MANILA - The Philippines, along with some of its Asean neighbors such as Thailand and Myanmar, is being eyed by business technologies manufacturer Konica-Minolta Inc. as a possible alternative production site for the Japanese firm which currently manufactures up to 80 percent of its printers and copiers in China.
This was revealed by visiting Konica-Minolta Inc. senior executive officer Jun Haraguchi to local business writers, saying that the transfer of manufacturing operations to an alternative site is just “a matter of time” as the cost of labor in China has increased substantially.
The cost of labor in China, Haraguchi revealed, has been increasing 15 percent annually.
However, Haraguchi said that the final decision to transfer manufacturing operations to Asean would have to factor in several other considerations such as logistics – freight and transport-- and convincing its suppliers to relocate to Konica-Minolta’s production site.
However, he highlighted the fact that since Konica-Minolta is a high technology firm, the quality of production and the people would also be a key component in deciding where to relocate manufacturing operations.
Edilberto B. Bravo, chairman and chief executive officer of U-Bix Corp., which is Konica-Minolta’s exclusive Philippine distributor, added that such an investment in the country would also have to factor in the tax system as well as currency movements.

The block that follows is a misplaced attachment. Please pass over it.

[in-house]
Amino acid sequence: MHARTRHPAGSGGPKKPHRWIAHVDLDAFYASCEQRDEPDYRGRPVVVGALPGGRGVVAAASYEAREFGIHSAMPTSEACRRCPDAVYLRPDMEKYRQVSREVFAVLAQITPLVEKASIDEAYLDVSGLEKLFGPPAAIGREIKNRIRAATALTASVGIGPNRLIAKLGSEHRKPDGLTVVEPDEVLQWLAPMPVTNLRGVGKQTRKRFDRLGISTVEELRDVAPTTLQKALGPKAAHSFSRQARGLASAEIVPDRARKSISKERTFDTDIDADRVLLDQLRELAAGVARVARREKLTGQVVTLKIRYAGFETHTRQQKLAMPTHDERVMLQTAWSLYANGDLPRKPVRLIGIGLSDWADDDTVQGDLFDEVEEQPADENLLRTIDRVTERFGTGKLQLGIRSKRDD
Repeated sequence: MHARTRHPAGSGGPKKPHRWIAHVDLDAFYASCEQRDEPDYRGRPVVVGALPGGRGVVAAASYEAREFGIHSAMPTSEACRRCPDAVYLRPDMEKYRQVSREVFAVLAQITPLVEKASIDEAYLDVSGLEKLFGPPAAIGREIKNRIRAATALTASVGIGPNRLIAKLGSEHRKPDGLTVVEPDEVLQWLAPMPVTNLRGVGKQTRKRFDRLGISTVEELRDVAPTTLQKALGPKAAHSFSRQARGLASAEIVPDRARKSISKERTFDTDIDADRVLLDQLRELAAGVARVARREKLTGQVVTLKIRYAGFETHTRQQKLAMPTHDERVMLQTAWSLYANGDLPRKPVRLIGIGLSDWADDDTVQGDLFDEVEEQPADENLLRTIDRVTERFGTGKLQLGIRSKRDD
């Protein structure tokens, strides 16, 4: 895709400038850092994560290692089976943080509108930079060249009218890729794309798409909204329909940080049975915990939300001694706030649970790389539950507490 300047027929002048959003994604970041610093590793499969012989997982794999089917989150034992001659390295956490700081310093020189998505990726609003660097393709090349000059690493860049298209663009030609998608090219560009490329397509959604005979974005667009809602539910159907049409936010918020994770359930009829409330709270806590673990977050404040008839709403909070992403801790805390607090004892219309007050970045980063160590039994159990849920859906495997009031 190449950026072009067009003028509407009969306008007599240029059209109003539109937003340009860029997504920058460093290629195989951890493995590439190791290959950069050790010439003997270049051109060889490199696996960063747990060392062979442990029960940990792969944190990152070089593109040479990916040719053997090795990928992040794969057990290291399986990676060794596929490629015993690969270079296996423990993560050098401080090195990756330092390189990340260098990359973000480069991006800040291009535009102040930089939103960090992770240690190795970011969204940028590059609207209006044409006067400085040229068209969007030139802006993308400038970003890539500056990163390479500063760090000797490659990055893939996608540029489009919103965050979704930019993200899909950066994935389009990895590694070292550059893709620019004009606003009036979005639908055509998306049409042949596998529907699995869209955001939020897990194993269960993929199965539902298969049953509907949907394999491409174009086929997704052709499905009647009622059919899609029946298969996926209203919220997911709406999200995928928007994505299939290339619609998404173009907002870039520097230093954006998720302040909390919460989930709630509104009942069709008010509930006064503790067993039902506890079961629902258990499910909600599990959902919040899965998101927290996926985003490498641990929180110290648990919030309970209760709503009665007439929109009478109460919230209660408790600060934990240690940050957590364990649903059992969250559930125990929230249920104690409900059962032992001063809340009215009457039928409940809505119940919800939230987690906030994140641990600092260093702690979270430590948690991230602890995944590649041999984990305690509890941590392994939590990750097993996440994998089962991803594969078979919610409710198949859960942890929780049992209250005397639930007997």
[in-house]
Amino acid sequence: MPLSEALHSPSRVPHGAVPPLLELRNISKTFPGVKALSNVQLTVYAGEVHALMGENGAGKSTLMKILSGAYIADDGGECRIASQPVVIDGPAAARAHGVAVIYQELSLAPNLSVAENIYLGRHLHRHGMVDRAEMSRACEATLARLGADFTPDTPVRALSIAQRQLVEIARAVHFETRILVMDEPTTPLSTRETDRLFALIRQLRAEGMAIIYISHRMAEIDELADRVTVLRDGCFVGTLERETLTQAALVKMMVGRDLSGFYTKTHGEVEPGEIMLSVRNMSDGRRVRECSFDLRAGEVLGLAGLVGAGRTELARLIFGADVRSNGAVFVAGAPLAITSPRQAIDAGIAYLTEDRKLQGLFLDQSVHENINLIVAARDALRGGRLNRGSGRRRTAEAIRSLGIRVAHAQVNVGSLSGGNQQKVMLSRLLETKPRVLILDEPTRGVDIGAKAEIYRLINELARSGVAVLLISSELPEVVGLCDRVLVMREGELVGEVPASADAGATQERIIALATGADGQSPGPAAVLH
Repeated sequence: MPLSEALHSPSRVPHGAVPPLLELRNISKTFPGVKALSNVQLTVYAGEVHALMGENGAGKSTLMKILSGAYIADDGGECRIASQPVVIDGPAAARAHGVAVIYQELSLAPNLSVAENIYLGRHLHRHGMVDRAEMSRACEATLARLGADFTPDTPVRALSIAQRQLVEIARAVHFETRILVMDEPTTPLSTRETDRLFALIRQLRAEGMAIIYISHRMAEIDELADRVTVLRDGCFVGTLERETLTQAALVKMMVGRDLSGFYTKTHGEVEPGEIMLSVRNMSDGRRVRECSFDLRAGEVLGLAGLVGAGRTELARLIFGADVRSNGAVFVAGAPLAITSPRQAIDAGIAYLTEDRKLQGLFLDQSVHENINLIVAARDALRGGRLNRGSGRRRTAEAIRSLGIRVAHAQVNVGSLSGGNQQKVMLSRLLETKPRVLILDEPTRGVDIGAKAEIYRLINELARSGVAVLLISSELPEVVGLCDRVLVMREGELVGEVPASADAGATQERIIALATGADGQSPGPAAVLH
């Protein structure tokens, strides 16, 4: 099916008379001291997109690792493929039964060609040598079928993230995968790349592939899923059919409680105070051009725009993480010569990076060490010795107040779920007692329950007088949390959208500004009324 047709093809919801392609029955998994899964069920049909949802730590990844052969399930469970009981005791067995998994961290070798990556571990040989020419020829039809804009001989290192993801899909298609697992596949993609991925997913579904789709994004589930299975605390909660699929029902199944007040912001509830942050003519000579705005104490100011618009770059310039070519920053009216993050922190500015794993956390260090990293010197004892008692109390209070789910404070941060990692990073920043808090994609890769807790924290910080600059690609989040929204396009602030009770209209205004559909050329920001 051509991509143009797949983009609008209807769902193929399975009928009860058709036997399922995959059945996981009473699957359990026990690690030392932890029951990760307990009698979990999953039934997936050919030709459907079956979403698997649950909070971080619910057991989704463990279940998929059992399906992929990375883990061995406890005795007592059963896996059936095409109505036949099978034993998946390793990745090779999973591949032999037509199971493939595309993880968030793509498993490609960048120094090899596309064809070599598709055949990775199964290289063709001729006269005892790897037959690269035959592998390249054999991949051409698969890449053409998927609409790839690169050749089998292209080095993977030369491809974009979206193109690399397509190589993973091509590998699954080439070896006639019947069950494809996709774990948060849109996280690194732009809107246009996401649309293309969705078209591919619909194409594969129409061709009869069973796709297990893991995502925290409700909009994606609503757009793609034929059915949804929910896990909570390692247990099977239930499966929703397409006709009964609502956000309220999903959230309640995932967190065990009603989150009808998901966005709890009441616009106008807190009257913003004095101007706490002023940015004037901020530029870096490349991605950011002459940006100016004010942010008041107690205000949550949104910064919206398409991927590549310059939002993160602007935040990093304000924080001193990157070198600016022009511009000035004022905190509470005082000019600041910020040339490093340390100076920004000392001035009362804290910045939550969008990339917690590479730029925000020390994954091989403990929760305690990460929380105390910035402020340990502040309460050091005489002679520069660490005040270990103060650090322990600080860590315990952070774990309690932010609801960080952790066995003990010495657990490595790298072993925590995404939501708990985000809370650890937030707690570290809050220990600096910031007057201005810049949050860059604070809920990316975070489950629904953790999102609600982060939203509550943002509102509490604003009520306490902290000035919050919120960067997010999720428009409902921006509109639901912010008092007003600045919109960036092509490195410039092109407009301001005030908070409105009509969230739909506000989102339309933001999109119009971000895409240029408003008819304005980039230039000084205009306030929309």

Likewise, Haraguchi said, Konica-Minolta would also have to determine market demand in the alternative production site.
According to Bravo, Konica-Minolta currently accounts for 36 percent of the business solutions/laser printer/copier market in the Philippines, matching the similar 36 percent market share of Xerox Corp.
Konica-Minolta’s market in Asean, according to Ryo Maruhasi – managing director for the firm’s Business Solutions Asia Pte Ltd. based in Singapore – account for $100 million in sales.
The Philippines, Bravo added, contributed $8 million to the Asean total sales.
Moving forward, though, Bravo is optimistic that U-bix’s revenues would grow 20 percent annually in the next three year, and aspirationally, Konica-Minolta’s market share would expand to a more dominant 66 percent.
Haraguchi and Bravo were also both optimistic that despite the continuing leaps and bounds of technology, the printing business would not completely disappear as previously envisioned.
However, Haraguchi and Bravo acknowledged the need for the firm to continue to innovate and meet the demands for connectivity of smart devices.
Haraguchi clarified that Konica-Minolta has shifted its focus to business solution since 2006 when its sold its camera business to Sony.
U-bix started its partnership with Konica-Minolta in 1974 and will celebrate next month its 40th anniversary.
Konica-Minolta’s business, Haraguchi said, is focused on the medium to high-end market and does not compete with the personal printers and copiers.]
Haraguchi praised its partnership with U-Bix, noting “Konica-Minolta is delighted to have had U-bix as its business partner in the Philippines since 1974. We have already achieved much and look forward to continuing to work with U- Bix in tapping the tremendous growth opportunities in the country.”
Bravo, for his part, replied that “U-Bix’s growth was made possible because of the sincere and untiring support of its Konica-Minolta partners in Japan.”